Examples:

So I take it Yesegei opens the tent flap. Is he alone or does he have others with him?

The boys stand up, out of respect for the Kahn-father I assume. Are they standing at attention, are they facing Yesegei or are their backs turned to him? Are they facing each other? I assume they must be facing each other because of Borochu making faces and Temujin is standing in the middle because the others described as being on the left and right.

Who says "Kahn-father?" in this scene?

This is only 703 words, you could add a good bit more with out exceeding your 2000 word limit.

Some suggestions for the content, which is interesting and I want to read more.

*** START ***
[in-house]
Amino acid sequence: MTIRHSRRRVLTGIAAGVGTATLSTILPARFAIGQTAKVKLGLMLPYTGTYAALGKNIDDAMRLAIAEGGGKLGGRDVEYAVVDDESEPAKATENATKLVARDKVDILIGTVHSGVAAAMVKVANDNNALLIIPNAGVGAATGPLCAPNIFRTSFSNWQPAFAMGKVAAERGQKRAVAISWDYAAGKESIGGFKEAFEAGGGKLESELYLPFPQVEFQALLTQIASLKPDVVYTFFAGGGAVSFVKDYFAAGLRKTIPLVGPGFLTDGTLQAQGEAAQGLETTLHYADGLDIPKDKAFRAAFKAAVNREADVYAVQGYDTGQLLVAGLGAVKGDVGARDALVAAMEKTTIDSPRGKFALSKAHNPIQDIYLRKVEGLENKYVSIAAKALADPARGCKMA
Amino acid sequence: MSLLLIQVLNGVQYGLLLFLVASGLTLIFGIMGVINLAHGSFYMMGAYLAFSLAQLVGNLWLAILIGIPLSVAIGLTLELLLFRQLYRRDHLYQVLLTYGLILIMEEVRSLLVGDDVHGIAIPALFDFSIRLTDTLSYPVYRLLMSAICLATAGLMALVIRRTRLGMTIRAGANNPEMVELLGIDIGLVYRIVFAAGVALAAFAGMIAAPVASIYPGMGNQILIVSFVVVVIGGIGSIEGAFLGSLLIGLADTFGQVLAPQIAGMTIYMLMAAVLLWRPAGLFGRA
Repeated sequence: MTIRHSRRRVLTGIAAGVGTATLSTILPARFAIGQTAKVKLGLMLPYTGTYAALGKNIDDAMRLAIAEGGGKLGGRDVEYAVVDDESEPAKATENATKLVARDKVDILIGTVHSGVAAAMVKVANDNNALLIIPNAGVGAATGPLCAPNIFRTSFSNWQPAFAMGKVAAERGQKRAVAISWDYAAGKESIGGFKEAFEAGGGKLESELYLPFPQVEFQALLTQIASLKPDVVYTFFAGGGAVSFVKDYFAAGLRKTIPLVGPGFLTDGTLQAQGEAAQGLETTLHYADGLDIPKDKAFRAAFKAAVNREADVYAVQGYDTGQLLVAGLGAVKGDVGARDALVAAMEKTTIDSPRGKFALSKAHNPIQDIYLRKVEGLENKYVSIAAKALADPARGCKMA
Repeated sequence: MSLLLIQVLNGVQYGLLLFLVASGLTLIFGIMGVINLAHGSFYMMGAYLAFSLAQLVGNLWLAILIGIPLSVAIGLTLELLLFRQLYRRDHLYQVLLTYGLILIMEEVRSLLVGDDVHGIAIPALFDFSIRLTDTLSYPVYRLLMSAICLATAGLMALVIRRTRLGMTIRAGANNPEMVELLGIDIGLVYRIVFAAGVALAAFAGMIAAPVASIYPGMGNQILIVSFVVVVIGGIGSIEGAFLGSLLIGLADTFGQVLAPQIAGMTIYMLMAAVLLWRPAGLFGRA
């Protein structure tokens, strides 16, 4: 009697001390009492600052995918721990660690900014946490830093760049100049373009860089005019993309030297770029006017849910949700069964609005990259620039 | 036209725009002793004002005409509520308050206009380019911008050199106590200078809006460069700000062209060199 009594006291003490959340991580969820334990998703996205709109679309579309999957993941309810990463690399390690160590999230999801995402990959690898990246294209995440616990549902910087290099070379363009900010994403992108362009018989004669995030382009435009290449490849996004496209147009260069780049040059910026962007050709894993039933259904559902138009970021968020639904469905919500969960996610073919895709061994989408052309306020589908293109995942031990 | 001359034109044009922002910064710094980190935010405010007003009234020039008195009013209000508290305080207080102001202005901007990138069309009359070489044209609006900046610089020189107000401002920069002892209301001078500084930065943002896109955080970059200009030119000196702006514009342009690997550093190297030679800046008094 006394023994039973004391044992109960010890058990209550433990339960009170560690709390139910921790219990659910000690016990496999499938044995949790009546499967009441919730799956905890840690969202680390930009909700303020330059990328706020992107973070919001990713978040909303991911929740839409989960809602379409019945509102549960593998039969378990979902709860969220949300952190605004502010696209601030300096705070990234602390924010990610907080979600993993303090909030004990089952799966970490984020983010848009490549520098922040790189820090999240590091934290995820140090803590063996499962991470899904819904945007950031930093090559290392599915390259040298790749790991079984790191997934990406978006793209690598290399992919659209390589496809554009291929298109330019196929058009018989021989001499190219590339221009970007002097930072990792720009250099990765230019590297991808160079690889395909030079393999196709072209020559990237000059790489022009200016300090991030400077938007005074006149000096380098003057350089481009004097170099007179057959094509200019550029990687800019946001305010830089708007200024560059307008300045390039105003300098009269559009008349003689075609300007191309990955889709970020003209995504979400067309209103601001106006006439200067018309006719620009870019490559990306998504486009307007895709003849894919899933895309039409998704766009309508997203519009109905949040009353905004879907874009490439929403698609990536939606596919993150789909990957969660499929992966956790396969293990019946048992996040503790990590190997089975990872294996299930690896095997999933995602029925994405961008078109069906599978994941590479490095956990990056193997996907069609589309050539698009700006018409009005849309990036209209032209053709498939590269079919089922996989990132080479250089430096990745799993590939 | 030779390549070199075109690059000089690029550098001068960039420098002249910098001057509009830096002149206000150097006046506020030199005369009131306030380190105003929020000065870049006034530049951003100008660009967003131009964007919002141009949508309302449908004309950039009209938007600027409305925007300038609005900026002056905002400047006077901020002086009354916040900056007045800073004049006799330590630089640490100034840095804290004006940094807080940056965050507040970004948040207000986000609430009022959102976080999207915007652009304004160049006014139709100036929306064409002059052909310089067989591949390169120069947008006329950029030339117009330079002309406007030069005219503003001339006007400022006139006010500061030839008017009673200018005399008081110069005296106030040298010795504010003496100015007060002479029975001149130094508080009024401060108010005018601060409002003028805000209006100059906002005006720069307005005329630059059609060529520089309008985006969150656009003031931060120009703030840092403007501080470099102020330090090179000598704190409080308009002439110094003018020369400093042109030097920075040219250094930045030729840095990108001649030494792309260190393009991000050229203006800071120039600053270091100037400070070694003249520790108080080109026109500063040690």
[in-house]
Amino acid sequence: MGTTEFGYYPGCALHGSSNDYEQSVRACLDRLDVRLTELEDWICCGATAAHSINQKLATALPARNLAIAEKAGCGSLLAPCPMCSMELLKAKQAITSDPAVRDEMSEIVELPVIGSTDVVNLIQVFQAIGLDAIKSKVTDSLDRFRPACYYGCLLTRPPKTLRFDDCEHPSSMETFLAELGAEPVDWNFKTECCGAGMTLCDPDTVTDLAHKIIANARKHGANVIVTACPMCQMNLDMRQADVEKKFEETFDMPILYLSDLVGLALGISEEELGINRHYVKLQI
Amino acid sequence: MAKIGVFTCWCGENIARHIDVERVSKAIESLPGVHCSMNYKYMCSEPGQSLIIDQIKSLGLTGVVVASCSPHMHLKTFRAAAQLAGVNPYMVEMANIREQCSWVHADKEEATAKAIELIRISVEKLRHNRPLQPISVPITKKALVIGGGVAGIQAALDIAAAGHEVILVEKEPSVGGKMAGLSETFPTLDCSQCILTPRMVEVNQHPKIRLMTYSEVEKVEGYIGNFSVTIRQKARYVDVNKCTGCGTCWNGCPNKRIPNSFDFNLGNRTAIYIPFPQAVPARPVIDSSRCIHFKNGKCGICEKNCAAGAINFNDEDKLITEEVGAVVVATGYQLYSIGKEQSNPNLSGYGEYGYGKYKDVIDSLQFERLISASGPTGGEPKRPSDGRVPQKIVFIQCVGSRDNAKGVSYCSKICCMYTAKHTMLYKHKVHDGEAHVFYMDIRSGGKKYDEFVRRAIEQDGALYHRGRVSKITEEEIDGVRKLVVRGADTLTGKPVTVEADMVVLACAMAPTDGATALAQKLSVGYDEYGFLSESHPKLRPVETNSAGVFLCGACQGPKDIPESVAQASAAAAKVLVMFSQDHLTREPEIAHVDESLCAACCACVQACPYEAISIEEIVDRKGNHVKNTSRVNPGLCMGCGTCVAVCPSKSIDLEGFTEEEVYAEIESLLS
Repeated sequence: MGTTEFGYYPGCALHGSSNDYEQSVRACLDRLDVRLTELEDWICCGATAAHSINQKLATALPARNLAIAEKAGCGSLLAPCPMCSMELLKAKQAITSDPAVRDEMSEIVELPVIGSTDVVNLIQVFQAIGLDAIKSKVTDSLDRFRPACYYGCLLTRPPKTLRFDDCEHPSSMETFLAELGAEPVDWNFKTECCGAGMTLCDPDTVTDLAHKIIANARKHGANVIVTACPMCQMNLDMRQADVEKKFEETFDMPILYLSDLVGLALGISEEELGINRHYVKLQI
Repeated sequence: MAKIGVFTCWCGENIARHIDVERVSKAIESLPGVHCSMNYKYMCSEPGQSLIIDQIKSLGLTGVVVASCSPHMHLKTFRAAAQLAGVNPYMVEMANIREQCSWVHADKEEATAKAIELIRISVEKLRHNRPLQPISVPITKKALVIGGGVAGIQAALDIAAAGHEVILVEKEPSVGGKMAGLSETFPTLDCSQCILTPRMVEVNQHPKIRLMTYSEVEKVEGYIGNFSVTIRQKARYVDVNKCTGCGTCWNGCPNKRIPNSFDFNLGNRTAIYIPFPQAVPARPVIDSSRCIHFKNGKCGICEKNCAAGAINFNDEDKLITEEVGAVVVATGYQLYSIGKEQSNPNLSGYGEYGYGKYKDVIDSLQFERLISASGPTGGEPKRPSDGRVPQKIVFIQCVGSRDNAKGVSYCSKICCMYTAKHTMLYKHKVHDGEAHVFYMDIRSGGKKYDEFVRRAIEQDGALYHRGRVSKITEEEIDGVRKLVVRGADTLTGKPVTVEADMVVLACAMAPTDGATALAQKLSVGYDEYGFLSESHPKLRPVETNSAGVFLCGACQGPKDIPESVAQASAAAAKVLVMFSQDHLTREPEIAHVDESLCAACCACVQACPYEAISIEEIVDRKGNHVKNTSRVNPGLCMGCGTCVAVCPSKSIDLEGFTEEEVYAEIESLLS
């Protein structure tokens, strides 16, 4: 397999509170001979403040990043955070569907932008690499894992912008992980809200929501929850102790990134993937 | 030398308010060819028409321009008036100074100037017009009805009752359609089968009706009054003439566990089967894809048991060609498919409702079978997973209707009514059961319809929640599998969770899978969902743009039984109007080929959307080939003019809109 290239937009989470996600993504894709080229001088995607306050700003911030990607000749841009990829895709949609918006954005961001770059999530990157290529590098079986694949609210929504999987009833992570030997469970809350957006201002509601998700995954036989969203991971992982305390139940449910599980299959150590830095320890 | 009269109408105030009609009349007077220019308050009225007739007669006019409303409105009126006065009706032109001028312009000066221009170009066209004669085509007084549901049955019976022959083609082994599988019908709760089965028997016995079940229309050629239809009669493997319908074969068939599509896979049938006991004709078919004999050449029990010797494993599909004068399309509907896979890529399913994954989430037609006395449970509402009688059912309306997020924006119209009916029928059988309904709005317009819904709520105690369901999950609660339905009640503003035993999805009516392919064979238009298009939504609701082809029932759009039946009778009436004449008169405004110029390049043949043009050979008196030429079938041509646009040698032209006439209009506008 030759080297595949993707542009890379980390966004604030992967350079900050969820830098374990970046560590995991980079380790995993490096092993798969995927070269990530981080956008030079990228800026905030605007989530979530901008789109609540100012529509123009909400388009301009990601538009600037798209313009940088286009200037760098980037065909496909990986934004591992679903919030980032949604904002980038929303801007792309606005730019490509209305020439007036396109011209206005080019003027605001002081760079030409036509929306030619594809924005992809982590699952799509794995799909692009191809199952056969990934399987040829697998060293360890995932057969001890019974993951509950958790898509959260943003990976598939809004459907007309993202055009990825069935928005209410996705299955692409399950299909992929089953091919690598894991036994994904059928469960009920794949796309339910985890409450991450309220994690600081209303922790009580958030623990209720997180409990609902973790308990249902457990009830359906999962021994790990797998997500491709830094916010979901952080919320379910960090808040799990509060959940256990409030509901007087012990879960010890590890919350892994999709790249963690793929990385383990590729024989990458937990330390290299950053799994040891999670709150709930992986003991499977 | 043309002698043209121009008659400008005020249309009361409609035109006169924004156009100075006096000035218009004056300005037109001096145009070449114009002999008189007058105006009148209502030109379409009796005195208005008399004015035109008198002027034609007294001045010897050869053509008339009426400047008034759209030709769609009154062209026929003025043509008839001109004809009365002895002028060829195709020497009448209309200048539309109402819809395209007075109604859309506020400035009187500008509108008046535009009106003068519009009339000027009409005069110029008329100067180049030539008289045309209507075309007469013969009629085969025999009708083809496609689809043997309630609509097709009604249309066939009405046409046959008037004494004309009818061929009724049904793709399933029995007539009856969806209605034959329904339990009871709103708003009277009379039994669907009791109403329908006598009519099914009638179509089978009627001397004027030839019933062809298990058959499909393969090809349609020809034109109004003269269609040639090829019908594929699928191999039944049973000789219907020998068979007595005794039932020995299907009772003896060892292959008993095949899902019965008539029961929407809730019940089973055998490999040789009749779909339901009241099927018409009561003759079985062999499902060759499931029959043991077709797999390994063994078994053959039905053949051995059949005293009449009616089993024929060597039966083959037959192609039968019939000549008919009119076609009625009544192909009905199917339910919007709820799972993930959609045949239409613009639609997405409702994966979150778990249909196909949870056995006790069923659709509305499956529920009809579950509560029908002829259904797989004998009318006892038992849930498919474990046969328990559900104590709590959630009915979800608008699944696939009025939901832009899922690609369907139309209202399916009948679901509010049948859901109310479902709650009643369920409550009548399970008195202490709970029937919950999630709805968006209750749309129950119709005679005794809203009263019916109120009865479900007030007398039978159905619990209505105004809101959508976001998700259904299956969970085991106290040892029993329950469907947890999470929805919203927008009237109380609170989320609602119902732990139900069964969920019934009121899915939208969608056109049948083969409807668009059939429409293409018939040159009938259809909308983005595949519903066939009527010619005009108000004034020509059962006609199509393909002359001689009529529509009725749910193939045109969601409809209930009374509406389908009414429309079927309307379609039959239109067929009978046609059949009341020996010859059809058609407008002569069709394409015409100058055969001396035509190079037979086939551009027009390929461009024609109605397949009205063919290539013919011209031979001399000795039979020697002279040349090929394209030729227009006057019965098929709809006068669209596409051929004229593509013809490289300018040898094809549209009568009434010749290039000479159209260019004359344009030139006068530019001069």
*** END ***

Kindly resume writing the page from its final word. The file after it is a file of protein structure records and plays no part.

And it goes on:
I expect that most of your readers already know the Temujin is going to be great. You call a little to this scene by making Yesegei think that Nergei has all the potential. Perhaps thinking Nergei will be his son's chief rival. This is an old troupe; making the one we all know is going to be great one out to be the underdog, but I don't think you are shying away from a traditional narrative here. Just a thought...

Have Yesegei say "Crunulan men are not scared of risking their lives (or dying or the battle field)" instead of fighting. Borochu's response is flippant and unseasoned, having Yesegei rephrase it will only re-enforce Yesegei's greater understanding of the question of war. That will speak to Yesegei's wisdom.
Moonlake
December 16, 2014, 19:41
1xp